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Expert-Approved Ways to Protect Yourself From Canadian Wildfire Smoke

Parts of the US are blanketed in smoke from Canadian wildfires. Experts offer tips on how to stay safe.

Macy Meyer Editor I
Macy Meyer is a N.C. native who graduated from UNC-Chapel Hill in 2021 with a B.A. in English and Journalism. She currently resides in Charlotte, N.C., where she has been working as an Editor I, covering a variety of topics across CNET's Home and Wellness teams, including home security, fitness and nutrition, smart home tech and more. Prior to her time at CNET, Macy was featured in The News & Observer, The Charlotte Observer, INDY Week, and other state and national publications. In each article, Macy helps readers get the most out of their home and wellness. When Macy isn't writing, she's volunteering, exploring the town or watching sports.
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Macy Meyer
5 min read
A person walks near the Lincoln Memorial under a blanket of haze in Washington, DC, on June 8, 2023.

Protect yourself from air pollution with these tips.

Mandel Ngan/Getty Images

In some parts of the United States right now, it's a bad time to breathe. With several metro areas engulfed in an ominous haze, about 87 million Americans face risks from poor air quality, due to drifting smoke from Canadian wildfires that've been raging since earlier this month. These wildfires have triggered air quality alerts across a large portion of the US. Chicago, Detroit and Minneapolis are now among the cities with the worst air quality in the world, according to the tracking service IQAir.com. Even North Carolina, where I live, is under air quality alerts.

Despite the heavy haze, there are some practical and effective steps you can take to protect yourself. 

We got in touch with two air quality experts to gain insight into how Americans can take care of themselves. Dan Westervelt, who studies air pollution at the Columbia University Climate School's Lamont-Doherty Earth Observatory and acts as an air pollution advisor to the US State Department, and Richard Peltier, a professor in the Department of Environmental Health Sciences at the University of Massachusetts Amherst, provided their expert opinion via email. Here's what we learned.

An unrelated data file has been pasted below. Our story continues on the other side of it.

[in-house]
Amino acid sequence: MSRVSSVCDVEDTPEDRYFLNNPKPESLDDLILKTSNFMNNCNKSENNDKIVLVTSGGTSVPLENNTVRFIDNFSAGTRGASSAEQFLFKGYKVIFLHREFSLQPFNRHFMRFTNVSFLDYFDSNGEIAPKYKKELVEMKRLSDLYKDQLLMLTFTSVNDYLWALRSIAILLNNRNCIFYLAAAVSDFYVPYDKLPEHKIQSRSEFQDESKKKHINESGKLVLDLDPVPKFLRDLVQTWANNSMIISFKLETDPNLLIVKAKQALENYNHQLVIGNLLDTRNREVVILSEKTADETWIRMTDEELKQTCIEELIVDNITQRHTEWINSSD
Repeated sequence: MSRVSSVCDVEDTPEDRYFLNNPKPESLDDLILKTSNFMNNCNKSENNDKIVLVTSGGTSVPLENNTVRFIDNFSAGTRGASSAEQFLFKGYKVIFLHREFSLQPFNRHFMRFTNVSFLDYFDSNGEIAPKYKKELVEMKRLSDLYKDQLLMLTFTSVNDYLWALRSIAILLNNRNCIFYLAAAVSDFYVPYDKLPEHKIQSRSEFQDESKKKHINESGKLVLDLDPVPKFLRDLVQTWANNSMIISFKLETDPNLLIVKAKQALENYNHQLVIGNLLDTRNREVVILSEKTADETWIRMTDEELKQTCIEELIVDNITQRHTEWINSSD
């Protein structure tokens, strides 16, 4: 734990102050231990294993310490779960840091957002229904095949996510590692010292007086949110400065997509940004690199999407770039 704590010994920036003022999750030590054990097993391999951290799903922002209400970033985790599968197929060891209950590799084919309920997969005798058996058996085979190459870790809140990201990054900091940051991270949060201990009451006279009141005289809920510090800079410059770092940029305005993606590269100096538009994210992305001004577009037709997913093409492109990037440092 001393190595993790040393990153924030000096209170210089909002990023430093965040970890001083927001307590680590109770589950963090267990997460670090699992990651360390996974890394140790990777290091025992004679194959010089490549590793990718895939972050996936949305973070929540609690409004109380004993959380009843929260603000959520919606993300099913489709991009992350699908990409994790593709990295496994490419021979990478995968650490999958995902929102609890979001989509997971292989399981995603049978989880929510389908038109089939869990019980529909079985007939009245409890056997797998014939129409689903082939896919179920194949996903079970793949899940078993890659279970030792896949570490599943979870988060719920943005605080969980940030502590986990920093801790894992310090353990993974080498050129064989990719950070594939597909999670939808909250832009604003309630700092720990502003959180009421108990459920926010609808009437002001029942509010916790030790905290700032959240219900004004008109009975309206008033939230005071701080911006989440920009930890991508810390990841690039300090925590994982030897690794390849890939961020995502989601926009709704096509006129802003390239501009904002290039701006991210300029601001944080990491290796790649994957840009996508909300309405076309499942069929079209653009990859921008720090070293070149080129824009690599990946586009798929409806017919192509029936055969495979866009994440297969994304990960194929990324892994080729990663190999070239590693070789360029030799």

How dangerous is poor air quality?

Poor air quality can be hazardous for everyone, but especially for people with respiratory issues such as asthma; individuals with lung and heart disease; the elderly; and pregnant people.

The Midwest is experiencing air pollution about 10 times higher than what health guidelines define as healthy levels for exposure. Westervelt said short-term exposure can lead to adverse health conditions such as coughing, a sore throat, shortness of breath, and stinging in the eyes, while long-term exposure can lead to chronic heart and lung conditions. 

Woodsmoke exposure, especially, is associated with inducing asthma attacks and aggravating heart disease. That makes people more susceptible to respiratory infections and leads to an increase in deaths.  

"Some people might think that woodsmoke should be harmless because it comes from a natural resource, in trees, but this couldn't be further from the truth," Peltier said. "We know that woodsmoke contains many toxic chemicals, some of which are known carcinogens, and there is clear evidence in the scientific research world that links woodsmoke exposure to really important adverse health outcomes." 

Luckily, there are some effective methods you can use to limit exposure and potential side effects. 

Tried-and-true ways to protect yourself when air quality is poor 

Here are some high-impact steps to take to protect yourself when facing air pollution from wildfires and beyond, according to Westervelt and Peltier.

When indoors, you'll want to: